P1010365 © DY of jtdytravels

As we drove back out of the park, I was able to take photos from the bus window.

A newspaper seller squatted on a shop verandah preparing papers for sale.

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P1010367  ©  DY  of  jtdytravels

P1010367 © DY of jtdytravels

Water lily flowers sitting above the water surface.  The level of the water must have dropped as water lilies usually float on the surface.  Lotus flowers are held high above the surface.

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P1010402  ©  DY  of  jtdytravels

P1010402 © DY of jtdytravels

Three down, one to go!

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P1010410  ©  DY  of  jtdytravels

P1010410 © DY of jtdytravels

Thre was great excitement when we spotted an Indian rhinocerus (Rhinoceros unicornis). These lumbering animals once roamed over the whole of the Indo-Gangetic Plain.  Numbers of rhinos have been drastically reduced by hunting.  They have also been very much affected by dwindling habitat due to increasing agriculture and forestry needs.  Today only an estimated 3000 individuals exist in the wild, 2000 of those in Assam. The rest are in the Terai in lowland Nepal.

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P1010411  ©  DY  of  jtdytravels

P1010411 © DY of jtdytravels

The single horn of the Indian rhinoceros is found on both males and females.  The warty lumps and bumps typical of this species of rhinoceros can be seen on the front legs and neck.  They are even more pronounced on the hind legs.  A fully grown male can weigh as much as 4000kg (8818lb).

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P1010423  ©  DY  of  jtdytravels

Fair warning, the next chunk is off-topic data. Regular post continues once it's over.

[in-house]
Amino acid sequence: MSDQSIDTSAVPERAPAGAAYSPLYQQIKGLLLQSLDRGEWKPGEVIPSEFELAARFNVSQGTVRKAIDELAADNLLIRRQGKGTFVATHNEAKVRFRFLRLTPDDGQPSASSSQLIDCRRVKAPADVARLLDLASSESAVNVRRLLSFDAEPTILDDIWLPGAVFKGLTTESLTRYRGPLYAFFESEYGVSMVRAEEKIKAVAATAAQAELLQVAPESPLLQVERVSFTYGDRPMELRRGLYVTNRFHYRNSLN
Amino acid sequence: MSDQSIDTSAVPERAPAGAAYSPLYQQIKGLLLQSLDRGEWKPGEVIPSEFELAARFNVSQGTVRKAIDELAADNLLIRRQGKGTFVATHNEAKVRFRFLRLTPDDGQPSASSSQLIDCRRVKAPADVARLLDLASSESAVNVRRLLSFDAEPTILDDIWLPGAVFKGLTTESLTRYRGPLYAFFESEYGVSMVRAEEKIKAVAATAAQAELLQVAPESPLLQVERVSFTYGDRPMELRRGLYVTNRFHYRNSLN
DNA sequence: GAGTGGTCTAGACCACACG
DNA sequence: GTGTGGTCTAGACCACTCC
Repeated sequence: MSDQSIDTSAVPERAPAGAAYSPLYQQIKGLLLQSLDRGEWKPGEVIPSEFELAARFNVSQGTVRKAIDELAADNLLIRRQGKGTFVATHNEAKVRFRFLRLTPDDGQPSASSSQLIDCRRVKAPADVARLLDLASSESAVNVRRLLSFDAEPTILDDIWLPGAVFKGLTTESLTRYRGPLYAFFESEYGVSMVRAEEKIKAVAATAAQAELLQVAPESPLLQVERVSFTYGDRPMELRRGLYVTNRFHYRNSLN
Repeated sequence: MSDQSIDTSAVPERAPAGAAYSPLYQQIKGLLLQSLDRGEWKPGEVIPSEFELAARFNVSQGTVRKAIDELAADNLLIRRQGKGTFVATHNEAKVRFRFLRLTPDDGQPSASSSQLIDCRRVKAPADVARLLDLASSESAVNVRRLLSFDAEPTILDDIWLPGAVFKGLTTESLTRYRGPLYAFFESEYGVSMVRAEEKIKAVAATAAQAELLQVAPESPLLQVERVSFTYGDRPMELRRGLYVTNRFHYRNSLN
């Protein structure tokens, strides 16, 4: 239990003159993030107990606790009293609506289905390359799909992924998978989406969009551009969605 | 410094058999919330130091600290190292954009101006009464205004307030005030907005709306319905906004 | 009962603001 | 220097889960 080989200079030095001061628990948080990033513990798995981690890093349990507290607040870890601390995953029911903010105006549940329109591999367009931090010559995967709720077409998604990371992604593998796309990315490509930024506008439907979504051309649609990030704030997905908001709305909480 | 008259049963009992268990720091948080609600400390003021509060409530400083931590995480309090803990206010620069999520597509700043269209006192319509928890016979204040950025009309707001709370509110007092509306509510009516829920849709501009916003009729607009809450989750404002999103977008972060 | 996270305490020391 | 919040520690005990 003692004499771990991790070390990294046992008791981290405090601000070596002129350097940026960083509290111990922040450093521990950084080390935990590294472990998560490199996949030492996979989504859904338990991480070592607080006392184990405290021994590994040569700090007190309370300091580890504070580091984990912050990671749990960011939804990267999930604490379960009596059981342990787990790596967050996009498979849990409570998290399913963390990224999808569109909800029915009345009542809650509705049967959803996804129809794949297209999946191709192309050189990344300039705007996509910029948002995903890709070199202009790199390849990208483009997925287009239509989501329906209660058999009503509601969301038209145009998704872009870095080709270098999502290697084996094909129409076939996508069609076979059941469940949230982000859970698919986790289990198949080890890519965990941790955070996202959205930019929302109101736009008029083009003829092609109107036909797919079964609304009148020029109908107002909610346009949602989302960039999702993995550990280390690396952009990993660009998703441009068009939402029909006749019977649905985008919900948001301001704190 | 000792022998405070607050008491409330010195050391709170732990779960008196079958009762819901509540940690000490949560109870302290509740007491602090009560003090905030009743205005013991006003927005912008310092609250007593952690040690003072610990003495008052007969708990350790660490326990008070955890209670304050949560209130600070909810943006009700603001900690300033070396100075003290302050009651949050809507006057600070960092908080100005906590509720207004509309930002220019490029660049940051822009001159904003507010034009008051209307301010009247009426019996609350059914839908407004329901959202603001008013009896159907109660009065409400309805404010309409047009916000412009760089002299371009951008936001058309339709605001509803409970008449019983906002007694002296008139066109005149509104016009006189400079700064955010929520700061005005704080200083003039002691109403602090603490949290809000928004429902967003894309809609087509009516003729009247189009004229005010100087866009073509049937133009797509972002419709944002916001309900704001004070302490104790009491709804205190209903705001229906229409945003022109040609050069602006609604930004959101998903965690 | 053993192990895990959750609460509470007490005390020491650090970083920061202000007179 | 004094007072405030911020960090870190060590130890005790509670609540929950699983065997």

P1010423 © DY of jtdytravels

A water buffalo made a good photographic subject amongst some water hyacinths. There are two extant types of water buffalo recognised – the river buffalo of the Indian sub-Continent and the swamp buffalo found in Assam through to SE Asia.  It has been suggested that the Swamp buffalo may have originated in China and was domesticated some 4000 years ago while the River buffalo originated in India and was domesticated 5000 years ago.  It is estimated that there are 130 million domesticated water buffalo and that more human beings depend on them than any other domesticated animal.

Swamp buffalo are heavy bodied.  They have a short body and large belly and have 48 chromosomes whereas the River buffalo has 50 chromosomes.  Fertile offspring between the two have occurred but are not common.  A large male can weigh as much as 1000kg (2200lb).

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P1010434  ©  DY  of  jtdytravels

P1010434 © DY of jtdytravels

Back again on the river, one of our boatmen skilfully manoeuvred the lighter around, over, across and through the numerous and ever-changing sand bars of the Brahmaputra River.

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P1010440  ©  DY  of  jtdytravels

P1010440 © DY of jtdytravels

The MV Mahabaahu.  She was purpose built in India for plying the Brahmaputra River.  She is 55m. (180½ft.) long and 10.25m. (33½ft.) wide.  She can accommodate 46 passengers, all in outside cabins, and has a crew of 34.

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P1010443  ©  DY  of  jtdytravels

P1010443 © DY of jtdytravels

We had started the day with the sun rising and we finished the day with it setting.

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P1010447  ©  DY  of  jtdytravels

P1010447 © DY of jtdytravels

Still lower with  a clump of water hyacinth silhouetted against the fading rays of the sun.

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P1010456  ©  DY  of  jtdytravels

P1010456 © DY of jtdytravels

The last of another wonderful day on the Brahmaputra River.

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more anon

David

Photography copyright ©  DY  of  jtdytravels

more of our travel stories can be found on

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Fiji # 1: Denarau, Sheraton Hotel

Come with us on an armchair ride to to Fiji – a great holiday destination especially for Australians and New Zealanders.  It’s also not too difficult to get to for those from USA and Canada. In March, we flew there from Sydney to Nadi on Air Pacific. Our first few days were spent enjoying time unwinding and relaxing at the Sheraton Hotel / Resort at Denarau, close to Nadi.

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P1130521 © JT of jtdytravels

The Sheraton is a lovely resort spread out across many acres of gardens and lawns.

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P1130630 © JT of jtdytravels

All guests here can use the pools and restaurants of three adjoining hotels, The Sheraton, Sheraton Villas (above) and the Westin.